A few weeks ago I was being the worst version of myself. I was cranky and short tempered and trying to hide from stressing about some imminent change hovering over the horizon of my life, which always leads to me being cranky and short tempered and the worst version of myself. I was stuck on a pretty vicious emotional carousel, willing my horse to go faster and faster but having no real control over either his speed or our destination. My husband has loved me long enough to recognize the symptoms that lead to me becoming the worst version of myself and so he lovingly banished me from our house and sent me out into the beautiful Florida winter of January to get my head straight, stare some demons in the eye and pray for mercy.
And that’s how I ended up traipsing around the botanical gardens down the street from our home all by myself a few weeks ago. I took along a book I was reading about self-compassion (thoroughly smirking at the irony), my journal and a blanket and found a sunny but not too sunny spot to do some serious soul searching and demon staring. It was good! It was hard! It was helpful and it was exhausting.
Before I left that day, I took a little meander through the gardens, consistently getting lost because my ability to maneuver around unfamiliar environments is very close to my ability to bend down and touch my toes: a lofty goal I consistently strive for but will never fully achieve. I happened upon a huge clump of beautiful bamboo. A mini forest of perfectly smooth, round reeds shooting up towards the sky with persistence and knocking together like nature’s wind chimes every time the breeze kicked up. They were massively impressive and powerfully rooted. But they were scarred. People throughout the years had etched their names into their reedy flesh and left their marks.
Posted next to the bamboo forest was a sign which read:
“Please DO NOT write, scratch or etch on the bamboo canes. This permanently damages the bamboo and makes it more susceptible to fungi and diseases. Thank you.”
I stood staring at the sign for a few minutes, processing what had occurred over the years. Sure enough if you looked up high above the carved names, you could see the beginnings of rot on those branches. The sign was telling the truth. The bamboo was dying. I looked back down at the names and proclamations etched on the plant. Susan, Ashley, Ben, Nicole, Matthew, Joanie loves Cha-chi (just kidding). And I noted how faded the sign looked and how fresh some of the marks looked and I marveled over the fact that someone could read that sign and then decide to leave their name anyways.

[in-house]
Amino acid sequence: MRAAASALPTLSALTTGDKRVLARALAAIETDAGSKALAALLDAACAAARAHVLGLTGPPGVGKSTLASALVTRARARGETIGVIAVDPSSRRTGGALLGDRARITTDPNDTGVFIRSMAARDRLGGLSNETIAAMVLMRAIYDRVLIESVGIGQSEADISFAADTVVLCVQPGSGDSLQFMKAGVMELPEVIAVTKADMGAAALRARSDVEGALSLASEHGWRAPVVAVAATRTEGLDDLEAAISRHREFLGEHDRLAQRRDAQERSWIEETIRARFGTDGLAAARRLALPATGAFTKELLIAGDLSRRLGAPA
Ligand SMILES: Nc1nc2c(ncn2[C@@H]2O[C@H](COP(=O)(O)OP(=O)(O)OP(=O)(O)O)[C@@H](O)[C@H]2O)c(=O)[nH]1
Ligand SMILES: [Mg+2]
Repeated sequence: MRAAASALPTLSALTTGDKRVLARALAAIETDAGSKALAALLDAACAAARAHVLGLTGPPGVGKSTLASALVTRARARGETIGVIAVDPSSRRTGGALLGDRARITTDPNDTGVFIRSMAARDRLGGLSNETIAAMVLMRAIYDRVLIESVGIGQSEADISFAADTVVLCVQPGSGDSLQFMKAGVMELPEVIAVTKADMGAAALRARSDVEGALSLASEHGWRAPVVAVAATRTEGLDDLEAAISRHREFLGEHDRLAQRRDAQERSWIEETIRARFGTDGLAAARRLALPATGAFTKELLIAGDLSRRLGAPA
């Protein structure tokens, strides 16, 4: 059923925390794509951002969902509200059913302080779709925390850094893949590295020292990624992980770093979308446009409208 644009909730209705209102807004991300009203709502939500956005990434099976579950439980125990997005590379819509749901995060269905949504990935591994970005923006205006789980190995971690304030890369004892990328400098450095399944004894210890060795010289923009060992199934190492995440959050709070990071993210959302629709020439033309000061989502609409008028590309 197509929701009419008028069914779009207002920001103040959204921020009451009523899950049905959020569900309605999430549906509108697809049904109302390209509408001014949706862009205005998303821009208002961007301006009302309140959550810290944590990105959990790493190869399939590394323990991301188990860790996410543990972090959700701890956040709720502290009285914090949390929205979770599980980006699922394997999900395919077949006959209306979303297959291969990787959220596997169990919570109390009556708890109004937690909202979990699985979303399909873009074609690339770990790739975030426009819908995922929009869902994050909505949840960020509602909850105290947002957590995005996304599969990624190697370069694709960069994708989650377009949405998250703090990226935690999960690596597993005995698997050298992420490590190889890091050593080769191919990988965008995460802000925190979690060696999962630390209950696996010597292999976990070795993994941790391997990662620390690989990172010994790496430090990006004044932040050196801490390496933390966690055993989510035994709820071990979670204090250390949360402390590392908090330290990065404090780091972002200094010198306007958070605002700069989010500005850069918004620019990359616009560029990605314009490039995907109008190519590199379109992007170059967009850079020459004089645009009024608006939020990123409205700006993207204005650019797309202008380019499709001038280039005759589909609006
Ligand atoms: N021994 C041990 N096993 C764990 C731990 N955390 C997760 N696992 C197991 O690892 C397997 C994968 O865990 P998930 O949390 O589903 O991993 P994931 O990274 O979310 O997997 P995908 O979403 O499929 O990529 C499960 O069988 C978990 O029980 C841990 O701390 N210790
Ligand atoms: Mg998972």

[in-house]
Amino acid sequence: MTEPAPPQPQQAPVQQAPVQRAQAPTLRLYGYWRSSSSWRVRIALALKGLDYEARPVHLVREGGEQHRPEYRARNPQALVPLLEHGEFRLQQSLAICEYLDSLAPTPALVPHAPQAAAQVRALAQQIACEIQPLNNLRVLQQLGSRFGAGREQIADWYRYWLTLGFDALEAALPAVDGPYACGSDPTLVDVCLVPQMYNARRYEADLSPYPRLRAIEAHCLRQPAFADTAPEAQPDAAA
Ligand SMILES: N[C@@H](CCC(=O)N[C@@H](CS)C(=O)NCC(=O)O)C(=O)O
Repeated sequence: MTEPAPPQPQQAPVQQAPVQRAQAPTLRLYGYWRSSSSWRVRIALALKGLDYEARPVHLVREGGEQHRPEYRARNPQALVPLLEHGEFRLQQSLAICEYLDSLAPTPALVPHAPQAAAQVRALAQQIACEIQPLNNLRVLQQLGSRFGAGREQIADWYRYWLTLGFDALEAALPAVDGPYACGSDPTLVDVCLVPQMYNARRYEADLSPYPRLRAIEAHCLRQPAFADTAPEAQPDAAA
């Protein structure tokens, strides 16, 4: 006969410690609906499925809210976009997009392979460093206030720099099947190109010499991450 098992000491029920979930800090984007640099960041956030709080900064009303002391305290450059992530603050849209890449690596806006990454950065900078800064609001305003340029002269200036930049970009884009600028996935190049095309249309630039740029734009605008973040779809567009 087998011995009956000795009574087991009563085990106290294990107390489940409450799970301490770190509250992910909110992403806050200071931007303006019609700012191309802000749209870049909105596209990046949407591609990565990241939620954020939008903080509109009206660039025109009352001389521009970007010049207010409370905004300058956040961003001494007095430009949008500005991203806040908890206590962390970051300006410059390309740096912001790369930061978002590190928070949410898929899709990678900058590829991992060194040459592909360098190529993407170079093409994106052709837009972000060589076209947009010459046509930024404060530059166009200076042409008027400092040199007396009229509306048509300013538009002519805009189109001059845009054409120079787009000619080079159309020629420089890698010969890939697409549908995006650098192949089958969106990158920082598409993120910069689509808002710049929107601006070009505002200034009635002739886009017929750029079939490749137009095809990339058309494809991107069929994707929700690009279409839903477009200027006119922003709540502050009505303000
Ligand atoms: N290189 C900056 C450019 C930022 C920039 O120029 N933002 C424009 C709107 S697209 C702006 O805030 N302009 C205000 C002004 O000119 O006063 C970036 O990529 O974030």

I felt a little bit of righteous anger. (Hello. Enneagram one here, nice to meet you.) And I felt a twinge of sadness for the bamboo forest that simply wanted to defy gravity and reach the sun. And as I turned to walk away, I continue to turn the question over and over again in my head, “Why did they do it? Why ignore the sign, despite it warning and your eyes seeing you would indeed be causing the plant damage?”
Now, I’m not naive. I know there are a certain group of people out there who truly believe the rules exist simply to be defied. They haunt my nightmares and they are the reason I stay far away from anyone between the ages of 12 and 17. But all of those names, hundreds of names, they couldn’t all have been poorly supervised kids, who apparently carry knives in their pockets. They couldn’t all have been “the rules are meant to be broken” people.
Some of them painstakingly scratched their names out because they simply needed to be seen, to be known, to leave their mark on the garden. To force the world to acknowledge they were there and they exist. And that is a very human concept. We do it all the time. We carve our names on the patches of dirt we pay a mortgage on. We scratch our names out onto our careers. We etch our marks into each other.
And while the desire to be known and seen is valid and even divine, it’s not always to the benefit of those we carve on. We do damage to one another sometimes when we drag our pens across one another. We see them wince and grimace in pain as we do so, we see the sign, we see the damage others have done, and yet we do it anyways. It’s like we can’t help it…because we can’t. Human beings were meant to know and be known. This side of heaven, that desire and subsequent action can lead to some pretty deep scarring which can lead to disease, and in the case of poor hygiene, maybe even some fungi.
As I left the garden that day, slightly less cranky and infinitely calmer, I marveled at the new year stretching before me. New Years, that blessed annual system reboot we all cling to as the cure-all for the messes we got ourselves into the year before. I made a resolution as I climbed into my car to leave less harmful marks on the ones I love, on the earth I walk on and the people I bump up against. I made a resolution to leave my mark on the world by loving a little better. I made a resolution to care a little more thoughtfully about the quality of the air I breathe and the amount of waste I leave behind. I resolved to leave only the best marks possible on my son as he grows up and learns to carve his own name in large block letters on the world.
I resolved to attempt to heed the sign and do as little damage as possible on this side of heaven. I resolved to take care of the bamboo and watch how high it can grow.